James Hutton and the Age of the Earth

Only a couple of hundred years ago most Europeans believed the age of the Earth could be calculated from dates given in the bible – it was believed to be about 6000 years old. Observations of fossils however, made by a Scot called James Hutton, implied a much older age for the Earth.

James Hutton travelled England and Scotland, studying rock formations and collecting samples. He observed the fossils of sea creatures near the tops of mountains, and fossils of animals belonging to species extinct at the time.

His studies led him to the view that the Earth was much older than men had calculated from considering the bible. He considered the rocks as belonging to a cycle of formation and erosion.

These processes are extremely slow, but over enormous periods of time they can produce huge changes in the Earth's surface – exactly the sort needed to elevate part of the sea floor to the height of a mountain, as implied by the presence of fossils there.

It took another century and the support of Hutton's theory by an eminent British geologist, Charles Lyell, before Hutton's theory was widely accepted.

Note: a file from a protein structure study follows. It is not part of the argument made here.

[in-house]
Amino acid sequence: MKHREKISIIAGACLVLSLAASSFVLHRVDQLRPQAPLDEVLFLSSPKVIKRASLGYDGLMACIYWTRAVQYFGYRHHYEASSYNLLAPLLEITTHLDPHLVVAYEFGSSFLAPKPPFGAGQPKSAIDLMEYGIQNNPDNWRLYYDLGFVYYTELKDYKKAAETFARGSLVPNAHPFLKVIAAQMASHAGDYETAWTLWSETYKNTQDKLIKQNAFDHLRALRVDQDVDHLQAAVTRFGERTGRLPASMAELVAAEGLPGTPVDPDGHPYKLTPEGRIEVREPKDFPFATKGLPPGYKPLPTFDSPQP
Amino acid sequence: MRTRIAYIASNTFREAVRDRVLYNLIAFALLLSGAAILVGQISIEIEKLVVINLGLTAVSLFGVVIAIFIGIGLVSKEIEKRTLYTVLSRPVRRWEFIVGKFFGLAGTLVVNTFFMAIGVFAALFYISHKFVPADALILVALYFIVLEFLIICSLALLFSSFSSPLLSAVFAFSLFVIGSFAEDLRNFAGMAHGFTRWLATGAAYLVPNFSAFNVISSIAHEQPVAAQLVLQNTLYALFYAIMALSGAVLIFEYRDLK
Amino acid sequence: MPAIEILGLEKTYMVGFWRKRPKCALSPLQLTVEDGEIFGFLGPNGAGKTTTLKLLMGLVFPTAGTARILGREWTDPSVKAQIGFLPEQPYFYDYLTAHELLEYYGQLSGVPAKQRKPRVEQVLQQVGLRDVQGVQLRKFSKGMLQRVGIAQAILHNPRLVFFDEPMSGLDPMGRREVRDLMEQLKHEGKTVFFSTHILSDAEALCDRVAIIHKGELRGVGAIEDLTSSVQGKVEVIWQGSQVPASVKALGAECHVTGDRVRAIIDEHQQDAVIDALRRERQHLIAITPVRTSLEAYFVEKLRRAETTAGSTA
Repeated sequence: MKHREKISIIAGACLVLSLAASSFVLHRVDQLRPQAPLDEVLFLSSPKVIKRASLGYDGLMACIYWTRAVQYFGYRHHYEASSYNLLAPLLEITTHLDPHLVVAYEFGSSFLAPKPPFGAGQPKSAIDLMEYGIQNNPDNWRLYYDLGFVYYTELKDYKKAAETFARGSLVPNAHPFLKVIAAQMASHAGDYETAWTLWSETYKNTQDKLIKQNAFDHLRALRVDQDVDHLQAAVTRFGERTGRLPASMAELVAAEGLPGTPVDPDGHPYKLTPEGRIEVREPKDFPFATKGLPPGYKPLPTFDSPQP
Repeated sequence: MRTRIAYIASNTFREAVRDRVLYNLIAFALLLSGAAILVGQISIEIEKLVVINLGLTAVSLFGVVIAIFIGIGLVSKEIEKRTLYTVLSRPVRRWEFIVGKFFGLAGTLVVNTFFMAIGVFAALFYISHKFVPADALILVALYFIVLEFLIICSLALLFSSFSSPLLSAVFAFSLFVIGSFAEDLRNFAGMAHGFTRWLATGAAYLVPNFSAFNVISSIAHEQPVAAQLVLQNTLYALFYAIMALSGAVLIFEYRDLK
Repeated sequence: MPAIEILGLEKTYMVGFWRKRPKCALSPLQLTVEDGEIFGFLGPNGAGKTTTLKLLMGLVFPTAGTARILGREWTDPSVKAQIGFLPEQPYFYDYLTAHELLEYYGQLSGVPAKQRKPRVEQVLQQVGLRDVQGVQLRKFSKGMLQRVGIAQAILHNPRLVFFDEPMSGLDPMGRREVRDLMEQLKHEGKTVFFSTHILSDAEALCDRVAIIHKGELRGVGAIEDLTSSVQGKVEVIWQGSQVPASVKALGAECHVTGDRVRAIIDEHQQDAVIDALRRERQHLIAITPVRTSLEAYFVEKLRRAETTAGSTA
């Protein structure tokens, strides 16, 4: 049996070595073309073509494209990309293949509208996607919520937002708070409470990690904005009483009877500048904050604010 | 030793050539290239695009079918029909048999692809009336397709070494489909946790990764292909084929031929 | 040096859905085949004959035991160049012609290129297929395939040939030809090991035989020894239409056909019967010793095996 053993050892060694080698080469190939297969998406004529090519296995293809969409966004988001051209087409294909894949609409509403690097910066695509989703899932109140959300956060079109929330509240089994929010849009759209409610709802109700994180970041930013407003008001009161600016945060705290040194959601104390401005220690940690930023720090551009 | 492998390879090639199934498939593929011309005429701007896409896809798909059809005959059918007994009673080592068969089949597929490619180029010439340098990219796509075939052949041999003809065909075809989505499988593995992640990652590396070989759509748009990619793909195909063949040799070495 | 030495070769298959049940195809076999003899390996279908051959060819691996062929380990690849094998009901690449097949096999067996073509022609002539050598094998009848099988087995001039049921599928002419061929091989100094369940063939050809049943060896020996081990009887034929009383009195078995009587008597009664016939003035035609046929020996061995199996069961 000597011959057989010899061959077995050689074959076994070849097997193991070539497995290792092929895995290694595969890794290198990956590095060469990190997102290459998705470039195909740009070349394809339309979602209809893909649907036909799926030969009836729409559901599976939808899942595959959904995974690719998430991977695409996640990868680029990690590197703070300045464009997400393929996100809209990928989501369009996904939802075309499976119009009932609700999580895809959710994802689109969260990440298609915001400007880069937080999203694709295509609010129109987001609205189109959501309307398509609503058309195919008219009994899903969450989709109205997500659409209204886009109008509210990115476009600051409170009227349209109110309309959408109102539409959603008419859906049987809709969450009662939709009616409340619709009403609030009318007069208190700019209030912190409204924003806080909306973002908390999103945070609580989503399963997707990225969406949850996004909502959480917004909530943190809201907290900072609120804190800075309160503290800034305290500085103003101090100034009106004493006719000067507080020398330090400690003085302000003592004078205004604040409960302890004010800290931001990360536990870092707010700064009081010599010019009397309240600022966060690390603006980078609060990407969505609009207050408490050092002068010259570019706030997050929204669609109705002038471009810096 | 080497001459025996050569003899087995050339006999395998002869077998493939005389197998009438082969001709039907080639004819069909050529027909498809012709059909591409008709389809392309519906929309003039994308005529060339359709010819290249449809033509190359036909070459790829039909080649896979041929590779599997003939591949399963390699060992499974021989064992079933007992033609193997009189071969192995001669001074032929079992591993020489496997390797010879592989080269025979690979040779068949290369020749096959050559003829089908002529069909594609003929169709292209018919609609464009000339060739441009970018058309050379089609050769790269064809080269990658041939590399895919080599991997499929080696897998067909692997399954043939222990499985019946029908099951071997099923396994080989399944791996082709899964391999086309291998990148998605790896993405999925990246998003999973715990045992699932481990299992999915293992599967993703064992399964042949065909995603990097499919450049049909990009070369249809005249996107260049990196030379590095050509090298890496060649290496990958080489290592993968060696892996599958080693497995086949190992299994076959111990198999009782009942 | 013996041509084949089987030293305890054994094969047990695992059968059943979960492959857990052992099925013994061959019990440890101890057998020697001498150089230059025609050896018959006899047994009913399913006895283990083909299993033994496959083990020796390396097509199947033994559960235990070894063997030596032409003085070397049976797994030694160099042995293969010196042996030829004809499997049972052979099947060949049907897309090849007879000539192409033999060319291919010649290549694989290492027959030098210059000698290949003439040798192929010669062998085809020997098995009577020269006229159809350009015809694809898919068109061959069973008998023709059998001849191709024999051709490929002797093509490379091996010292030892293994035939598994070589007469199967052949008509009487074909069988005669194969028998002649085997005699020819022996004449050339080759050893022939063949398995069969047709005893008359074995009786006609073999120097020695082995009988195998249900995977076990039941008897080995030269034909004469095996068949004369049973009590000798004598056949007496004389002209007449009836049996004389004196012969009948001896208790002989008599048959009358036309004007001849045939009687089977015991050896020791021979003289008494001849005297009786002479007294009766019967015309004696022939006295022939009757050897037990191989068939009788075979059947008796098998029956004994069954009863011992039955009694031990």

Gradually, geologists learnt to read the history hidden in rocks, following James Hutton. In general

  • deeper is older. This is because the newest rock is generally formed at the surface, as a result of volcanic activity or sedimentation.

  • fossils can be used to estimate the age of rock. Particular species existed between particular periods of time. Before a certain time they had not evolved, and after a certain time, they had died out.

  • If one type of rock cuts across another, it is younger.

These principles tell us the relative ages of rocks, but not their actual ages. To find actual ages of rocks, we can use the method of radioactive dating, which gives an estimation for the Earth's oldest rocks of about 3900 million years.

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